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Department of Agronomy

2018 Collegiate Crops Team

K-State Crops Team wins National Championship & Sweeps Top Individual Awards

Released: December 6th, 2018

Crops Team

K-State 2018 Collegiate Crops Team (l to r): Keren Duerksen (asst. coach), Dr. Kevin Donnelly (coach), Wes Jennings, Jayden Meyer, Nate Dick, Blake Kirchhoff, Madison Tunnell, Noah Winans, Kaylin Fink (asst. coach), Luke Ryan

MANHATTAN, Kan. – The Kansas State University Crops Team recently captured the title of national champions by winning both the Kansas City American Royal Collegiate Crops Contest on Nov. 13 and the Chicago Collegiate Crops Contest on Nov. 17. K-State teams have now won the collegiate crops contest championship in 16 of the past 20 years. Iowa State University was in second place at both events, and the University of Minnesota-Crookston took third.

Official members of the K-State team were Wes Jennings, Abilene, junior in agronomy; Luke Ryan, Solomon, sophomore in agronomy; and Jayden Meyer, Smith Center, sophomore in agricultural economics. Alternate contestants were agronomy majors Nate Dick, junior, Inman; Noah Winans, junior, Tekonsha, Michigan; Madison Tunnell, sophomore, Olathe; and Blake Kirchhoff, sophomore, Hardy, Nebraska.

In both contests, the K-State team took first place in all three phases of the contest: plant and seed identification, seed analysis and grain grading. In addition, team members swept the 1-2-3 individual overall placings at both events. Such a sweep of all three contest components and the top three individual placings at both contests is very rare and has only been accomplished twice before in the 85-year history of the events, both times by K-State.

At Chicago, Wes Jennings won first place individual overall. He won both the plant and seed identification and seed analysis components and finished second in grain grading. Luke Ryan was second overall, placing second in identification, third in seed analysis and fourth in identification. Jayden Meyer came in third, tied with Ryan for second in identification, and was fourth in seed analysis and seventh in grain grading. Alternate Nate Dick also had a perfect score in grain grading.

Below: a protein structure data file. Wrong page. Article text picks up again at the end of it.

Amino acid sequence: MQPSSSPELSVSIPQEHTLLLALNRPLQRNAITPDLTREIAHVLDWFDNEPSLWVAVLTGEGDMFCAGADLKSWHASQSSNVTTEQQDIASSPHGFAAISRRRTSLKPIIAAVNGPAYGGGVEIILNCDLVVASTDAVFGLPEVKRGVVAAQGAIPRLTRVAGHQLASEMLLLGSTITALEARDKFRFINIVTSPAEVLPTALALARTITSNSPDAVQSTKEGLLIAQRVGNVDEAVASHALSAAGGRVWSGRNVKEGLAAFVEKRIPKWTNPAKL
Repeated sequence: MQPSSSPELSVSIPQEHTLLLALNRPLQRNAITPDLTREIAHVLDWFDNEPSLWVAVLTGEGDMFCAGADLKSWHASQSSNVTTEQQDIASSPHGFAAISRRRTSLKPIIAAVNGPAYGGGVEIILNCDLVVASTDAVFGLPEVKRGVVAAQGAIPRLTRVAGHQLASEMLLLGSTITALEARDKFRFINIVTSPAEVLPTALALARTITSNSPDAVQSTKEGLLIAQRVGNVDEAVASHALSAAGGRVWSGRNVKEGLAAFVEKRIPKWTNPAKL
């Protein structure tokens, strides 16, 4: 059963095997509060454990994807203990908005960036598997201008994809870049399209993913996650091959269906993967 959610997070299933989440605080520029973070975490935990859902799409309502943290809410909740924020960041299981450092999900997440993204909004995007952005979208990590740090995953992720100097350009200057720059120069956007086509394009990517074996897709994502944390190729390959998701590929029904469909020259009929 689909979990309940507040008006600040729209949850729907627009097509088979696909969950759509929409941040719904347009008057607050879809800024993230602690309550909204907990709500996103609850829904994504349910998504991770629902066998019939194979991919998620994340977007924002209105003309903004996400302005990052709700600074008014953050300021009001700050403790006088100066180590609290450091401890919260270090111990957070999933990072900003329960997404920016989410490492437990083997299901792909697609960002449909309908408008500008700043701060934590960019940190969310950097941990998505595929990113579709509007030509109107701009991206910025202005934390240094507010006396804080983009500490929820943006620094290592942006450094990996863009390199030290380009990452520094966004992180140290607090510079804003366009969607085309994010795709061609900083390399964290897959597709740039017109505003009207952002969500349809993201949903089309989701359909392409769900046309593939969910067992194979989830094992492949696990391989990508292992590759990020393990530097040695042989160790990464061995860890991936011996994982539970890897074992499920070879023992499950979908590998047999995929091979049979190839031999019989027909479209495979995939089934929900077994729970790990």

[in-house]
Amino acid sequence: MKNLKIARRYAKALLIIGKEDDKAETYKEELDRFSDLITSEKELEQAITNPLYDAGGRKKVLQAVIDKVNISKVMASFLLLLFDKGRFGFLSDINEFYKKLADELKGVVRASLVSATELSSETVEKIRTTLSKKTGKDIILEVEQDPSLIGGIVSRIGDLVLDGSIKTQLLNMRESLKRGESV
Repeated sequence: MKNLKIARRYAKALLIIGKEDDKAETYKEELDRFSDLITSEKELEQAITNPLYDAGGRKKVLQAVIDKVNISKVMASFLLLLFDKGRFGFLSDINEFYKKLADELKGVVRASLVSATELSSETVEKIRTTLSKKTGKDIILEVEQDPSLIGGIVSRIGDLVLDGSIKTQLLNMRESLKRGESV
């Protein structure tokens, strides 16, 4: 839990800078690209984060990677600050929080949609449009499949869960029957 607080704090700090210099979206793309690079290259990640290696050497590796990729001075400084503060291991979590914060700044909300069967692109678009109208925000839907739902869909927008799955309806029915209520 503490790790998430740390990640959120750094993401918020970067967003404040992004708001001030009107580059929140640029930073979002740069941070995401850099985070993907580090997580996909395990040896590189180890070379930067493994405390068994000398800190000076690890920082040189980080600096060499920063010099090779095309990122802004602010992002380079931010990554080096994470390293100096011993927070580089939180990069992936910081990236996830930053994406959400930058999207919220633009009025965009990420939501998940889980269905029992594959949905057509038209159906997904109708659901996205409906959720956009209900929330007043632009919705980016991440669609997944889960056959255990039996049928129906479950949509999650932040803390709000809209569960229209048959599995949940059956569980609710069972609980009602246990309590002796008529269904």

At Kansas City, Jayden Meyer was the top individual overall, where he won the grain grading component with a perfect score. He also was first in identification and second in seed analysis. Wes Jennings was second individual overall, placing first in identification, second in seed analysis, and fourth in grain grading. Luke Ryan was tied for third overall, third in identification, sixth in grain grading and eighth in seed analysis. Alternate Blake Kirchhoff scored a perfect in grain grading also.

The team was coached by Kevin Donnelly, K-State professor of agronomy. Keren Duerksen, Newton, and Kaylin Fink, Chapman, seniors in agronomy, were assistant coaches.   

In the contests, participants are required to identify 200 plant or seed samples of crops and weeds; grade eight different samples of grain according to Federal Grain Inspection Service standards; and analyze 10 seed samples to determine what contaminants they contain.

The American Royal coordinated the Kansas City contest, with Corteva Agriscience as the primary awards sponsor. Additional sponsors were GFG Ag Services, CHS Foundation, American Society of Agronomy, Association of Official Seed Analysts, and South Dakota Crop Improvement Association.

The primary sponsor of the Chicago contest was the CME Group. Additional donors in Chicago included the Crop Science Society of America, Growmark Cooperative, and the Society of Commercial Seed Technologists.

For its performance, K-State received a team scholarship award from contest sponsors at Kansas City, and CME Group provided individual scholarships to the top five students at Chicago. They will also receive a stipend from the American Society of Agronomy Reinvest Program to attend the Australia Universities Crops Competition in the fall of 2019.